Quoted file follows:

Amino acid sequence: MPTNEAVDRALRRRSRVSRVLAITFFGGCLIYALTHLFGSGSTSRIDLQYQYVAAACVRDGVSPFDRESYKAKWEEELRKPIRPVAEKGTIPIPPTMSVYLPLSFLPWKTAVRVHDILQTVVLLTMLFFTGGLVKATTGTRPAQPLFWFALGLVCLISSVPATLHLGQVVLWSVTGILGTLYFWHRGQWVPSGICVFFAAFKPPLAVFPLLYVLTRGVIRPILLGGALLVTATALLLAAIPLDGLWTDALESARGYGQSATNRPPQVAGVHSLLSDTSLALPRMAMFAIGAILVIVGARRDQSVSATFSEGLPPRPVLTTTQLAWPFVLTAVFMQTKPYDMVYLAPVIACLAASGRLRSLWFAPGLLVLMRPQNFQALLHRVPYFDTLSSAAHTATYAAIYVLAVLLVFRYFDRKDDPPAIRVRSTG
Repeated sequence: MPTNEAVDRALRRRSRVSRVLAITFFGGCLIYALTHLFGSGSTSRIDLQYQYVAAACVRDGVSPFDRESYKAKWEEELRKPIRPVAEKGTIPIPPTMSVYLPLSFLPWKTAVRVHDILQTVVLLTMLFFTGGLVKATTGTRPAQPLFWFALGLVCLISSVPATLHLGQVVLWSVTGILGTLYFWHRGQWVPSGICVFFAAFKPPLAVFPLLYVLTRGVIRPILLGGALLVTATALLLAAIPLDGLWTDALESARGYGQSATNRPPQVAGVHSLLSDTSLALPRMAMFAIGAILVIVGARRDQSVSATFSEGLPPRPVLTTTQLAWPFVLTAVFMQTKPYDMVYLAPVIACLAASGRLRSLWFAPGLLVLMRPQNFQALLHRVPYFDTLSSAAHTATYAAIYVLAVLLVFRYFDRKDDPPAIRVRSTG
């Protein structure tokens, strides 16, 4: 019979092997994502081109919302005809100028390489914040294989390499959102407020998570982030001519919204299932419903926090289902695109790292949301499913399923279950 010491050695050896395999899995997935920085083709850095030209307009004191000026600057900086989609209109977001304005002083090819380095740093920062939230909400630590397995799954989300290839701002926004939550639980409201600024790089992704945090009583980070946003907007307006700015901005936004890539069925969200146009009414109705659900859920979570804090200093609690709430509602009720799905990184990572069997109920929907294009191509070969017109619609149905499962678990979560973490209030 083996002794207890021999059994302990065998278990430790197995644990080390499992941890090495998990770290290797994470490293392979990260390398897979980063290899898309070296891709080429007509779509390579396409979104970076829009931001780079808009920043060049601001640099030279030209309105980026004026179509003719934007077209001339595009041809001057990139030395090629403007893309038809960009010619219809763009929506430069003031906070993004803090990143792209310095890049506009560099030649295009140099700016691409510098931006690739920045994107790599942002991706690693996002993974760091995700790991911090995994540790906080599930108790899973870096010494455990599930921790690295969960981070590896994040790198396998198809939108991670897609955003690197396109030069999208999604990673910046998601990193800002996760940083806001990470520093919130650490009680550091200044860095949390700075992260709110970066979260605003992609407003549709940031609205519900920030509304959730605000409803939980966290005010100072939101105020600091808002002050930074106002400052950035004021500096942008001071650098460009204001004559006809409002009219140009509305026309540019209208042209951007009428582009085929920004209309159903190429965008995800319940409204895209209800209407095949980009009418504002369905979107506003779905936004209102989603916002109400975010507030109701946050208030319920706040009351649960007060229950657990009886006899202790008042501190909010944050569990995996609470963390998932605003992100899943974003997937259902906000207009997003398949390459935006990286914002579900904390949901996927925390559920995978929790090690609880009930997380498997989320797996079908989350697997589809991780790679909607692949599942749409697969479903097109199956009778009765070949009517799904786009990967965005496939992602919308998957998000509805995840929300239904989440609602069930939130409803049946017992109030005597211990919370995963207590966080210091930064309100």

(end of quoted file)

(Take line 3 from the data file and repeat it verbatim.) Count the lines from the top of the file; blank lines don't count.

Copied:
């Protein structure tokens, strides 16, 4: 019979092997994502081109919302005809100028390489914040294989390499959102407020998570982030001519919204299932419903926090289902695109790292949301499913399923279950 010491050695050896395999899995997935920085083709850095030209307009004191000026600057900086989609209109977001304005002083090819380095740093920062939230909400630590397995799954989300290839701002926004939550639980409201600024790089992704945090009583980070946003907007307006700015901005936004890539069925969200146009009414109705659900859920979570804090200093609690709430509602009720799905990184990572069997109920929907294009191509070969017109619609149905499962678990979560973490209030 083996002794207890021999059994302990065998278990430790197995644990080390499992941890090495998990770290290797994470490293392979990260390398897979980063290899898309070296891709080429007509779509390579396409979104970076829009931001780079808009920043060049601001640099030279030209309105980026004026179509003719934007077209001339595009041809001057990139030395090629403007893309038809960009010619219809763009929506430069003031906070993004803090990143792209310095890049506009560099030649295009140099700016691409510098931006690739920045994107790599942002991706690693996002993974760091995700790991911090995994540790906080599930108790899973870096010494455990599930921790690295969960981070590896994040790198396998198809939108991670897609955003690197396109030069999208999604990673910046998601990193800002996760940083806001990470520093919130650490009680550091200044860095949390700075992260709110970066979260605003992609407003549709940031609205519900920030509304959730605000409803939980966290005010100072939101105020600091808002002050930074106002400052950035004021500096942008001071650098460009204001004559006809409002009219140009509305026309540019209208042209951007009428582009085929920004209309159903190429965008995800319940409204895209209800209407095949980009009418504002369905979107506003779905936004209102989603916002109400975010507030109701946050208030319920706040009351649960007060229950657990009886006899202790008042501190909010944050569990995996609470963390998932605003992100899943974003997937259902906000207009997003398949390459935006990286914002579900904390949901996927925390559920995978929790090690609880009930997380498997989320797996079908989350697997589809991780790679909607692949599942749409697969479903097109199956009778009765070949009517799904786009990967965005496939992602919308998957998000509805995840929300239904989440609602069930939130409803049946017992109030005597211990919370995963207590966080210091930064309100």